Designated drivers: wild passengers and pressure to drink drive – the truth

Designated drivers

It is possible to have fun at a party and stay sober to drive friends

Being the designated driver can be a thankless task. Now the facts about staying sober to drive friends who’ve had a few can be laid bare. Being pressured into drinking by friends who’ve entrusted you with their safety and having drunken passengers distracting you are just two of the pitfalls. Nonetheless, new research by Green Flag shows that more of us than ever before (26 per cent) are volunteering to be designated drivers.

Designated drivers: the benefits

There are plenty of advantages to staying sober and driving friends. For a start, you save money. Doing the driving as a reason to save money on taxis motivates 31 per cent of designated drivers. The majority reckon they’ll save around £50 over the course of two nights of driving. Nearly two thirds of designated drivers (61 per cent) say their passengers always offer to buy their soft drinks. The majority of passengers contribute towards parking and fuel costs. And in a study for Coca Cola, 27 per cent of drivers say the best bit is not having a hangover the next day.

Neil Wilson, head or rescue at Green Flag said: “Whether it’s due to the high price of taxis or a growing worry for friends’ and family members’ safety, those who choose to act as the designated driver are the true heroes this Christmas. With more traffic than usual and adverse weather conditions over the Christmas period, we are urging designated drivers to stay safe on the roads by carrying out the necessary car checks before getting behind the wheel.”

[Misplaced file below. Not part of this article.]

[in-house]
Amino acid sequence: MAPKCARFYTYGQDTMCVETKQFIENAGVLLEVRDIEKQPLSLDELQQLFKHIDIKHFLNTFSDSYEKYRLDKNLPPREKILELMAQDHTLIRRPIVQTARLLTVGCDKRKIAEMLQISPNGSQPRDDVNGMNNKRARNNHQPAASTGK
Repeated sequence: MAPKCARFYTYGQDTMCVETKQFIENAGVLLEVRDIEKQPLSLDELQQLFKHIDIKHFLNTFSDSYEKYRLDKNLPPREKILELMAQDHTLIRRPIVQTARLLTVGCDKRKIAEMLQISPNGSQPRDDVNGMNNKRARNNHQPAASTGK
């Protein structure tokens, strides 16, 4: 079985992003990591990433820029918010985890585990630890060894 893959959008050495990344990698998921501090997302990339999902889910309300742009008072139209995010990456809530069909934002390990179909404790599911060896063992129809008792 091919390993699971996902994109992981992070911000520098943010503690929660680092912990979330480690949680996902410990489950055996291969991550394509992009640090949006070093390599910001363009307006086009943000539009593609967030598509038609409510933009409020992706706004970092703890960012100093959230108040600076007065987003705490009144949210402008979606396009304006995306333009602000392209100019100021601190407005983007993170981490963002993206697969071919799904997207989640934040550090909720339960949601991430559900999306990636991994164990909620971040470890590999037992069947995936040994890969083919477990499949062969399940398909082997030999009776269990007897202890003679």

What designated drivers have to put up with

Although 85 per cent of us have volunteered to be the designated driver at some point, it’s not all plain sailing. Nearly a third of Brits (31 per cent) have been pressured to drink by friends when they’ve volunteered for driving duties. And that figure rises to more than half (54 per cent) when we’re talking about the 17 to 24-year old age group. Then there are the antics of drunken friends. The Green Flag research claims more than a third (36 per cent) of drivers have been distracted by their passengers.

But it’s not all bad…

Drink driving fatalities have been reduced by 85 per cent since the late 1970s. And much of it is thanks to the government’s ‘Think! Don’t Drink and drive’ campaign. Since 2008, it has been running a promotion with the support of Coca Cola. This enables designated drivers to get a free soft drink in pubs and venues around the country. Other pub and bar chains will also offer designated drivers free soft drinks. In Oxford, the local authority has even published a menu of non-alcoholic ‘mocktails’ for designated drivers to enjoy.

The rules…

As they’re the ones who stay sober, designated drivers frequently put rules in place. Passengers then have to abide by these. According to Green Flag’s research, 19 per cent will stipulate that they’re in charge of the music in the car. And 15 per cent say it’s up to them to choose what time their car leaves to come home. Twelve per cent claim they demand petrol money and a fee. Seven per cent even ask their friends to buy them dinner.

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